• 1 In a proceeding to revoke probation, the State must prove the allegations of the revocation petition by a preponderance of the evidence. (People v. Meyer (1976), 43 Ill. App.3d 109, 356 N.E.2d 1303; Ill. Rev. Stat. 1975, ch. 38, par. 1005-6-4(c).) On appeal, the reviewing court should reverse only if the finding of the trial court is contrary to the manifest weight of the evidence. Meyer.
The instant defendant allegedly violated the terms of his probation by committing an offense included in the category known as theft. The defendant's offense is defined as follows:
"A person commits theft when after renting or leasing a motor vehicle under an agreement in writing which provides for the return of the vehicle to a particular place at a particular time, he fails to return the vehicle to that place within the time specified, and is thereafter served with a written demand, or upon whom oral demand is thereafter personally made, to return such vehicle within 72 hours from the time of the service or personal communication of such demand, and who wilfully fails to return the vehicle to any place of business of the lessor within such period." (Ill. Rev. Stat. 1975, ch. 38, par. 16-3(b).)
This statute sets forth four elements of the offense: (1) a written agreement with specific terms concerning the time and place of return; (2) failure to comply with those terms; (3) an oral or written demand to return the car within 72 hours of the demand; and (4) failure to comply with the demand within 72 hours.
We find that the State has failed to sustain its burden of proving the four elements by a preponderance of the evidence. In regard to the first two elements, we note that the contract was not introduced into evidence and its terms were not proved by oral testimony. It is therefore impossible for us to say that those terms were violated. In regard to the third and fourth elements, the record does not disclose that Hertz made an oral or written demand on the defendant to return the car. Rather, the State's only evidence on this issue concerned a Decatur police detective's interrogation of the defendant at the county jail on November 19, 1975. During that interrogation, the defendant was advised that the car was missing, however, the record discloses no evidence showing that defendant failed to do everything within his power to comply with the demand to return the car at that time, if any such demand was actually made. Specifically, the defendant told the detective that the car could be found at the bus depot where he left it prior to being incarcerated. While the car had been towed from the depot on November 17, 1975, the defendant had no knowledge of this fact.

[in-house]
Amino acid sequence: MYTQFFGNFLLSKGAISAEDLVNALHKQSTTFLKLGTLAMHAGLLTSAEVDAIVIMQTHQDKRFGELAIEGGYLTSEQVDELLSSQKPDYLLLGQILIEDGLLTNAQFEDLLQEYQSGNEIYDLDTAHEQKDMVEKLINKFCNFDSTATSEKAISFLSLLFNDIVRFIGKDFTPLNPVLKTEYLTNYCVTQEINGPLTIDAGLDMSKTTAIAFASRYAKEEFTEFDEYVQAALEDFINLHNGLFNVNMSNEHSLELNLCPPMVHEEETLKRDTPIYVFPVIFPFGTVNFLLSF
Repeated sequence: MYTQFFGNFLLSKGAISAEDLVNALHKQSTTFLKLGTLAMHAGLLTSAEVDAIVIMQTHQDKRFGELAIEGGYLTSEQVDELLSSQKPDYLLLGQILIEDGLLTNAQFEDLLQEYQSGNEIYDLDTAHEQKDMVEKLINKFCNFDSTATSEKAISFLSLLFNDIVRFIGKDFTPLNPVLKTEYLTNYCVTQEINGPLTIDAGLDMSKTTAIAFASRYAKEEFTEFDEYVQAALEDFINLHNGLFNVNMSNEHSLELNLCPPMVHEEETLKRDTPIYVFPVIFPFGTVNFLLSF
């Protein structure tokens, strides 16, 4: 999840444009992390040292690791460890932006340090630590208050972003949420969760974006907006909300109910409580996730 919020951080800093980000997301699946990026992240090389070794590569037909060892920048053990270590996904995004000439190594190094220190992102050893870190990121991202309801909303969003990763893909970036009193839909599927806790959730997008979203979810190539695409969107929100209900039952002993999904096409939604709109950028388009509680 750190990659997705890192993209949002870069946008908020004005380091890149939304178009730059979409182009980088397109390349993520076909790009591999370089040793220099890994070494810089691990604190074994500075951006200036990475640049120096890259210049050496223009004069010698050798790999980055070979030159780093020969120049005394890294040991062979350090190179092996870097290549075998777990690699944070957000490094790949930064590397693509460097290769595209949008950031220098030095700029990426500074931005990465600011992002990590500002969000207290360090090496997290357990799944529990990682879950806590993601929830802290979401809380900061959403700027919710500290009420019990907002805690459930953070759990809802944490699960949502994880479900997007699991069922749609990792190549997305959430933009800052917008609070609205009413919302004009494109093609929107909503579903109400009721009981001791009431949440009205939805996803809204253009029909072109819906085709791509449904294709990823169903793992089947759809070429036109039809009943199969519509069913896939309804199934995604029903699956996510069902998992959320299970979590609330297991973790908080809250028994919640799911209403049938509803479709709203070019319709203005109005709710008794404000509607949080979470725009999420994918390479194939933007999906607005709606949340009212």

• 2 The State has presented us with only one reason to support its argument seeking affirmance of the trial court's judgment. That reason is that the instant appeal is moot because the defendant has served his entire sentence. The State's contention, however, is clearly erroneous because disabilities and adverse collateral consequences automatically flow from entry of the court's judgment which foreclose an allegation of mootness even though the defendant has served his sentence. (Carafas v. LaValle (1968), 391 U.S. 234, 20 L.Ed.2d 554, 88 S.Ct. 1556; Sibron v. New York (1967), 392 U.S. 40, 20 L.Ed.2d 917, 88 S.Ct. 1889.) Here, the fact that the defendant has had his probation revoked might be submitted to another judge for his consideration in sentencing the defendant if he has the misfortune of again being convicted of some crime. Accordingly, we hold that the instant case is not moot.
For the reasons stated above, we reverse the order of the circuit court revoking defendant's probation and sentencing him to 364 days imprisonment without ...